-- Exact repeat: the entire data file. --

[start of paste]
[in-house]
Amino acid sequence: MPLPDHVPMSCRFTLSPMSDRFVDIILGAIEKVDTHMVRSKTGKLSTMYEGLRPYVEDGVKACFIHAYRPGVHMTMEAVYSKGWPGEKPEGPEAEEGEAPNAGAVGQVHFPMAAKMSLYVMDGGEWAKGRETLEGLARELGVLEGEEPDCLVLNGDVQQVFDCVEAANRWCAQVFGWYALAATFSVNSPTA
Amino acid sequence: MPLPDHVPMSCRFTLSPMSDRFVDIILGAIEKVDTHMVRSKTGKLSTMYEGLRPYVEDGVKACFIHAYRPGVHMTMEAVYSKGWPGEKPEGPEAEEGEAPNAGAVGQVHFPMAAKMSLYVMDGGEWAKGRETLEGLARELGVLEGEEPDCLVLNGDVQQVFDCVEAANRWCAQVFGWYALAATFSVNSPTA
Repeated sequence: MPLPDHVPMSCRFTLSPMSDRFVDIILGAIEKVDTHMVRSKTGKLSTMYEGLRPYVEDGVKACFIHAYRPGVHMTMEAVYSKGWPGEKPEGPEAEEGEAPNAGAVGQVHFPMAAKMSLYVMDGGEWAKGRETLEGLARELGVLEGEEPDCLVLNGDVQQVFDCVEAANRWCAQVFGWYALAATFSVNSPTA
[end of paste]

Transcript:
[in-house]
Amino acid sequence: MPLPDHVPMSCRFTLSPMSDRFVDIILGAIEKVDTHMVRSKTGKLSTMYEGLRPYVEDGVKACFIHAYRPGVHMTMEAVYSKGWPGEKPEGPEAEEGEAPNAGAVGQVHFPMAAKMSLYVMDGGEWAKGRETLEGLARELGVLEGEEPDCLVLNGDVQQVFDCVEAANRWCAQVFGWYALAATFSVNSPTA
Amino acid sequence: MPLPDHVPMSCRFTLSPMSDRFVDIILGAIEKVDTHMVRSKTGKLSTMYEGLRPYVEDGVKACFIHAYRPGVHMTMEAVYSKGWPGEKPEGPEAEEGEAPNAGAVGQVHFPMAAKMSLYVMDGGEWAKGRETLEGLARELGVLEGEEPDCLVLNGDVQQVFDCVEAANRWCAQVFGWYALAATFSVNSPTA
Repeated sequence: MPLPDHVPMSCRFTLSPMSDRFVDIILGAIEKVDTHMVRSKTGKLSTMYEGLRPYVEDGVKACFIHAYRPGVHMTMEAVYSKGWPGEKPEGPEAEEGEAPNAGAVGQVHFPMAAKMSLYVMDGGEWAKGRETLEGLARELGVLEGEEPDCLVLNGDVQQVFDCVEAANRWCAQVFGWYALAATFSVNSPTA